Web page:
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3P Concept: Pain, Posture and Performance our reprieve from a seated life

March 12, 2021   ·   0 Comments

In the wake of the COVID-19 pandemic, daily life shifted from being on the go and active to being stuck at home.

In many ways, this could have been beneficial to everyone. No morning traffic. No crowded subways. No commuting.

But, in other ways, this has been a detriment to our bodies. Being seated for many hours on a daily basis is compressing our muscles, tightening our joints and making it quite difficult to presumably move our bodies in ways we moved them before.

In light of these current predicaments, Caledon native Quinton Nurse, who is in the process of receiving his Doctor of Naturopathic Medicine degree at the Canadian College of Naturopathic Medicine, and registered massage therapist and owner of Araya Health Centre in Scarborough Christopher Araya, shared three stretches anyone can do on a daily basis that will help improve mobility.

Elite gymnasts, pro athletes and jujitsu fighters use these stretches to continue to enhance their performance. As the weather continues to get better (and hopefully it doesn’t regress back to the cold), these can help your body be ready for when outdoor activities begin.

Collapse Crawl Stretch

Similar to the downward dog position in yoga class, the collapse crawl stretch (bottom-left of the photo), is a decompression exercise that benefits many areas of the body.

“That one is targeting your centre-mid-back between the shoulder blades and the side. The real purpose there is to help your T spine for middle spine mobility and the other one is to test what your functionality is,” Nurse said.

In order to perform this stretch, do not fall into the stretch directly. You must ease into it slowly.

“You want to slowly crawl sideways with your fingertips until you feel a stretch,” Araya said. “You crawl out, stretch, and slowly side-bend sideways. You isolate obliques, lats and rotator cuff.”

This stretch that elite gymnasts perform, will enhance your posture and functional range of motion. This position helps to decompress the tightness in your back and in your rotator cuffs. This will relieve your joints and is a very common therapy.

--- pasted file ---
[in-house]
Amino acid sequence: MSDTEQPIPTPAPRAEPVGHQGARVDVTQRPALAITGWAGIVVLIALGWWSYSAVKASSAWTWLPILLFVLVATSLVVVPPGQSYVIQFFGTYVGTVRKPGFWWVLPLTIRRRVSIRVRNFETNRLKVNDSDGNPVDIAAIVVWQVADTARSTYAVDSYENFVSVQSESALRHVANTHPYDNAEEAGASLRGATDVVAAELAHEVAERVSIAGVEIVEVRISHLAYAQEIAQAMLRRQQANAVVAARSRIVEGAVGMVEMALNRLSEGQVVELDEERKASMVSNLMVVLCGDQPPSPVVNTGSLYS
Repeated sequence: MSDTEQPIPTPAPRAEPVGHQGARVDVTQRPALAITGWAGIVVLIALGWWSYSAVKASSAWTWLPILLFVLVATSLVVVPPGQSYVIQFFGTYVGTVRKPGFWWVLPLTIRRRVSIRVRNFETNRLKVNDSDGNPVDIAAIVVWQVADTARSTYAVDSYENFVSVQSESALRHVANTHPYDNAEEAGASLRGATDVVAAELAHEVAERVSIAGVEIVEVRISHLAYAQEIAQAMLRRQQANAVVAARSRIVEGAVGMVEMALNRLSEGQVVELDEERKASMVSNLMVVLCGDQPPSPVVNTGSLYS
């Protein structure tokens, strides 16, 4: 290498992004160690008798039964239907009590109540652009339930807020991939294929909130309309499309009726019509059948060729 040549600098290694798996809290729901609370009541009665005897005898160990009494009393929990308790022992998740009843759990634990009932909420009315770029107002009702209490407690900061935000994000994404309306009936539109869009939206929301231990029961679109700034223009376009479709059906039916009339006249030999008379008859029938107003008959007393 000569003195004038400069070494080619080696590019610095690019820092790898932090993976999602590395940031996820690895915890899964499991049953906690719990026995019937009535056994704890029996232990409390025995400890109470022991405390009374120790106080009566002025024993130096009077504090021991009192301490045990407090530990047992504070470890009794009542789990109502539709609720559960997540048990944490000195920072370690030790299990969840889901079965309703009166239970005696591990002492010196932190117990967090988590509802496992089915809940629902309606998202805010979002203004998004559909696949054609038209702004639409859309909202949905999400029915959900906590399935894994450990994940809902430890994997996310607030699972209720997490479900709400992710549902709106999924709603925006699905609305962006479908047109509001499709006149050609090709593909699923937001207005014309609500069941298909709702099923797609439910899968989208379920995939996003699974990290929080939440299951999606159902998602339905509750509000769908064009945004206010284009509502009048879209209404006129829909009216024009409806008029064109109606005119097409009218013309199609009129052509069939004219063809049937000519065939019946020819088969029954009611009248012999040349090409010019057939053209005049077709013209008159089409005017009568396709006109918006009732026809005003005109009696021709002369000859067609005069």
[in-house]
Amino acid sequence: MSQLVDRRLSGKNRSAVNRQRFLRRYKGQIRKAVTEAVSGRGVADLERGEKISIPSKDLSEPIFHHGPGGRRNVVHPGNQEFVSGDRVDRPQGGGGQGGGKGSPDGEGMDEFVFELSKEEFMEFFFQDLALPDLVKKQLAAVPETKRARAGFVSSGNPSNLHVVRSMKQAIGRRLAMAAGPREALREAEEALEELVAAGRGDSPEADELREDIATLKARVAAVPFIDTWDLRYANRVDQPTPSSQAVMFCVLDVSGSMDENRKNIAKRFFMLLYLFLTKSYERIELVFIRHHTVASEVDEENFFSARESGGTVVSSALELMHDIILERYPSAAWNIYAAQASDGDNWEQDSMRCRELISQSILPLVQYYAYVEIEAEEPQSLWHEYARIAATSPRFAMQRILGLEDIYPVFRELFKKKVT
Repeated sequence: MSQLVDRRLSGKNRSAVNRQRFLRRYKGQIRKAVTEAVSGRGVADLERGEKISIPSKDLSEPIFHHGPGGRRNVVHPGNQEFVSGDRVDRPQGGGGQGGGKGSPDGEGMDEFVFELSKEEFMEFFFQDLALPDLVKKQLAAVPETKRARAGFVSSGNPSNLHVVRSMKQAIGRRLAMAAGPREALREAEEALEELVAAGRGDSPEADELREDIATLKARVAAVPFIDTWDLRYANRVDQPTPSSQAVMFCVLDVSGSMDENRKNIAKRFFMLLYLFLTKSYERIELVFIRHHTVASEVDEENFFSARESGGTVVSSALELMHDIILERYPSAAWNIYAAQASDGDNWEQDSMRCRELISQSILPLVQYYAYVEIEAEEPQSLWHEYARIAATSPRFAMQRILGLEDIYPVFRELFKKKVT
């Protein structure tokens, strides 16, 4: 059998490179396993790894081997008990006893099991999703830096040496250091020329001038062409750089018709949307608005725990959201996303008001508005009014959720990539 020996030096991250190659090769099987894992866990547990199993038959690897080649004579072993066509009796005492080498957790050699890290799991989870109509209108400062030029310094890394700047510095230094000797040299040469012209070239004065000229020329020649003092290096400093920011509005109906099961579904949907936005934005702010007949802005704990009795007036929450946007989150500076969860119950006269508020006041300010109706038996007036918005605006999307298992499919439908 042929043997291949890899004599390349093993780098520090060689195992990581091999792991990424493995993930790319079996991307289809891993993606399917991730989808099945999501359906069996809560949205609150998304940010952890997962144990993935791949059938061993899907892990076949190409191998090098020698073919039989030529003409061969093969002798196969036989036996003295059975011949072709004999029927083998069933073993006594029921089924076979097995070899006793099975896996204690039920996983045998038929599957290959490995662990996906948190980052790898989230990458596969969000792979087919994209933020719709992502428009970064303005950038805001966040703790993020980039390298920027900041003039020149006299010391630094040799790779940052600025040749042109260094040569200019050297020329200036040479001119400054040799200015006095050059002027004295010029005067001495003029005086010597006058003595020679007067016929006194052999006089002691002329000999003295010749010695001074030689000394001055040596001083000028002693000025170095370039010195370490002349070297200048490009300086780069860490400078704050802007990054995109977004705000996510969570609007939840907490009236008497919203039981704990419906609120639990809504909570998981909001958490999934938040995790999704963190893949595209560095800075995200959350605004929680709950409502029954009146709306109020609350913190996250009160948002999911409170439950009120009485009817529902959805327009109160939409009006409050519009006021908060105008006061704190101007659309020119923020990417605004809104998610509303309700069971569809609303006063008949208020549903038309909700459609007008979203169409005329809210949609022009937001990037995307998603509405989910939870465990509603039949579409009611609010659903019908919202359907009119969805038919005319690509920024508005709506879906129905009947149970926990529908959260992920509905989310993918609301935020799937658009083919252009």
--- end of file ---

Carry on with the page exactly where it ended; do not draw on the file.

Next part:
Median Nerve Flossing

Just like tuning the strings of a guitar.

Median Nerve Flossing is a technique that frees up this nerve that flows from the back of your neck all the way to your hand.

Nurse says this technique can alleviate the cause of up to 47 per cent of shoulder pain. It can also help elbow and wrist issues moving forward.

In order to do this stretch (diagram is on the right), you must stretch your arm out just below the shoulder. Your opposite hand is positioned on the shoulder of the arm that is extended.

“It’s a sensation you cannot pin-point. It’s not like you’re stretching one specific point. Nerve Flossing is a general region where you are achieving a bright sensation,” Araya said.

With your arm extended outward and with your palm open, bend your hand downward to the floor and turn your neck in the direction of your arm. Following a few seconds, turn your neck the opposite way and turn your hand inward towards your body.

Just like flossing your teeth, this is moving the nerve back and forth. When someone has compression syndrome, muscles will compress the nerve. By freeing up the nerve, it will restore its function.

Hip Bridges

Jujitsu fighters use this one.

Hip Bridges are a way to take advantage of the neurological system in your body. It’s also known as “reciprocal inhibition.”

Our glutes and muscles around our hips are continuously compressed and this will help relieve tension and allow your body to extend the hip area.

“When you flex your glutes behind the hip, the front is relaxed automatically by your nerves which allows you to go through your range of motion and it gives you the activation of the glutes which are basically asleep all day.”

To perform this stretch (top-left), lay on your back with your hands flat on the floor. Lift your hips while flexing your glutes and hold that position for a short time and then come back down. Do this repeatedly a few times and you will see a difference.

To book a free consultation, you can do so on

For more information on these stretches and you can email Araya at and Nurse at

You can also check out Araya’s “7 Pressure Points to Manage Soreness” e-book here

By Robert Belardi



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